The Mid-Autumn or Mooncake Festival falls on the 15th day of the Chinese eighth month; which happens to be....TODAY! *gets excited* I'm not the type to keep track of Chinese lunar calendar dates...but as the festival creeps up on us, I am constantly reminded by Asian vendors who begin piling up yummy mooncakes for sale.
In Malaysia, the Chinese celebrate the festival with family gatherings, prayers, mooncakes and lantern parades by children. Weeks before the festival, Chinese families present gifts of mooncakes to friends and senior relatives to foster better ties with them.How did mooncakes come about?
On the 15th night when the moon is shining its brightest, offerings of mooncakes, deep fried chicken, roasted pork, water calthrops, yam, water melon seeds and Chinese tea are made to deities and ancestors, on the praying altar. Lighted lanterns are also hung conspicuously in front of homes. Prayers are offered with the customary lighting of joss-sticks, red candles and golden joss-paper are burnt. After prayers, there is feasting and merry-making with children carrying lighted lanterns around the neighborhood. Here they are sometimes joined by their non-Chinese friends in celebrating with lanterns. SOURCE
Back during the Soong dynasty when the Chinese were oppressed by the Mongols, their rebel leaders sought to overthrow the Mongol overlords. As meetings were banned it was impossible to make plans. Liu Fu Tong of the Anhui Province came up with a plan by requesting permission to distribute cakes to his friends to bless the longevity of the Mongol emperor. He made thousands of cakes shaped like the moon and stuffed with sweet fillings. Inside each cake however was placed a piece of paper with the message: ?Rise against the Tartars on the 15th day of the 8th Moon?. Reading the message, the people rose against the Mongols on a local scale. This rebellion enabled Chu Hung Wu, another rebel leader to eventually overthrow the Mongols. In 1368, he established the Ming dynasty and ruled under the name of Emperor Tai Tsu. Henceforth, the Mid Autmn Festival was celebrated with mooncakes on a national level.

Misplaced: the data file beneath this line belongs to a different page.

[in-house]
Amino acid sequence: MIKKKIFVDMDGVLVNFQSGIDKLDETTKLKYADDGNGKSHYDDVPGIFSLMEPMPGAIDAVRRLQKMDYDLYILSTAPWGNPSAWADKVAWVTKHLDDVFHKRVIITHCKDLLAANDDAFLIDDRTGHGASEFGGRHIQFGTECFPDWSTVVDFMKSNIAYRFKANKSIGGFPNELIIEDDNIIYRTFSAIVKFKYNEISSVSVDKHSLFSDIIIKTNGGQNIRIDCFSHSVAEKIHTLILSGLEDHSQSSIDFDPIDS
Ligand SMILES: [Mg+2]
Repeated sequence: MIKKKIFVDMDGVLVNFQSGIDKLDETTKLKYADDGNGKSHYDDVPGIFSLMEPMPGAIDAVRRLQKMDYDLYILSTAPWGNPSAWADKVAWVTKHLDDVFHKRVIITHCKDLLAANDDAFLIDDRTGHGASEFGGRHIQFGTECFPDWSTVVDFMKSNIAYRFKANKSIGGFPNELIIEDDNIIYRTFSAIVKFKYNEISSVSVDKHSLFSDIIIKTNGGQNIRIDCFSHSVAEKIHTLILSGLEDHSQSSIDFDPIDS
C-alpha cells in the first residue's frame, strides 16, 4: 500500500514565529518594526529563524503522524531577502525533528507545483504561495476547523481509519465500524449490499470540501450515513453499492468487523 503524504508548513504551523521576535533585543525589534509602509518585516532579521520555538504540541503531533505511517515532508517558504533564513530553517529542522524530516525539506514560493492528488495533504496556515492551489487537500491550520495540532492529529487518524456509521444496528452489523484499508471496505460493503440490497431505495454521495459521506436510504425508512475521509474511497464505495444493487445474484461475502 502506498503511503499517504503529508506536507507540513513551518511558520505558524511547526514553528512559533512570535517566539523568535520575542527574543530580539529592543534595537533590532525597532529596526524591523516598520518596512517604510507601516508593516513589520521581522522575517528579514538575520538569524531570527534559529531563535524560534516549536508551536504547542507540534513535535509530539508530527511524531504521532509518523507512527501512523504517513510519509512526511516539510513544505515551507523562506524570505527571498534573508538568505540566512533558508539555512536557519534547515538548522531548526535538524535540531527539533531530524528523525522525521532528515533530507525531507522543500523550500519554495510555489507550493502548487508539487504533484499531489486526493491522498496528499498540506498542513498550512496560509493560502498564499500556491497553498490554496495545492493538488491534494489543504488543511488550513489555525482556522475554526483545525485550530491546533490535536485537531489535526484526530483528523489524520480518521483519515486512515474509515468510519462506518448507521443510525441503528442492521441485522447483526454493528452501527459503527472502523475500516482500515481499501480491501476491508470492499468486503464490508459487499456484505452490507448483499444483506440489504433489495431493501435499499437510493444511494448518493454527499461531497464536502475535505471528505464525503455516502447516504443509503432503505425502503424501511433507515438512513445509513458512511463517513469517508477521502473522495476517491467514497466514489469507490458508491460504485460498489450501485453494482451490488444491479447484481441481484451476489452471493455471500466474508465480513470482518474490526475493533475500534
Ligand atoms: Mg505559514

Mooncakes are traditionally shaped with a wooden mold filled with intricate carvings to create extravagant Chinese designs. I didn't have fancy mooncake equipment to toy around with and decided my fingers will have to do. I used a combination of oil and water-based dough to create flakey layers of golden pastry.In China, the Mid Autumn festival is celebrated to signify the end of the annual harvest season. For our tiny community of Malaysian students, mooncake festival is just another reason to gather, eat mooncakes, host parties and an excuse to make paper "latterns".
Yellow dough : 1/2 cup flour + 3 tbsp melted butter
White: 1 cup flour + 3 tbsp butter+ 5 tbsp water+ pinch of salt
Mix dough ingredients in 2 separate bowls and form 10 portions of tiny balls with each.
Flatten white dough lightly with your palm. Wrap yellow dough ball in white disc. FLatten with a rolling pin into a thin disc. Roll up the disc from bottom edge to form a cigar. Flip it 90 degrees and flatten again. Roll the long cylinder from the bottom up again to form a compact spiral on the sides. Stand the cyclinder up and flatten into a circular disc (4 inches in diameter). Spoon bean mixture into the center and pinch corners of dough to seal. Bake in preheated 350 degree oven for 20-25 minutes in the middle rack.There are countless designs you could come up with. I didn't put much effort into these but possible variations are endless! Dig up your collection of cookie cutters..blades, pattern presses, etc. and you're in business! I made several bunny rabbits just for fun *shrug* I'm a child! *grin*
Tags: home made mooncake red bean lotus past budget recipe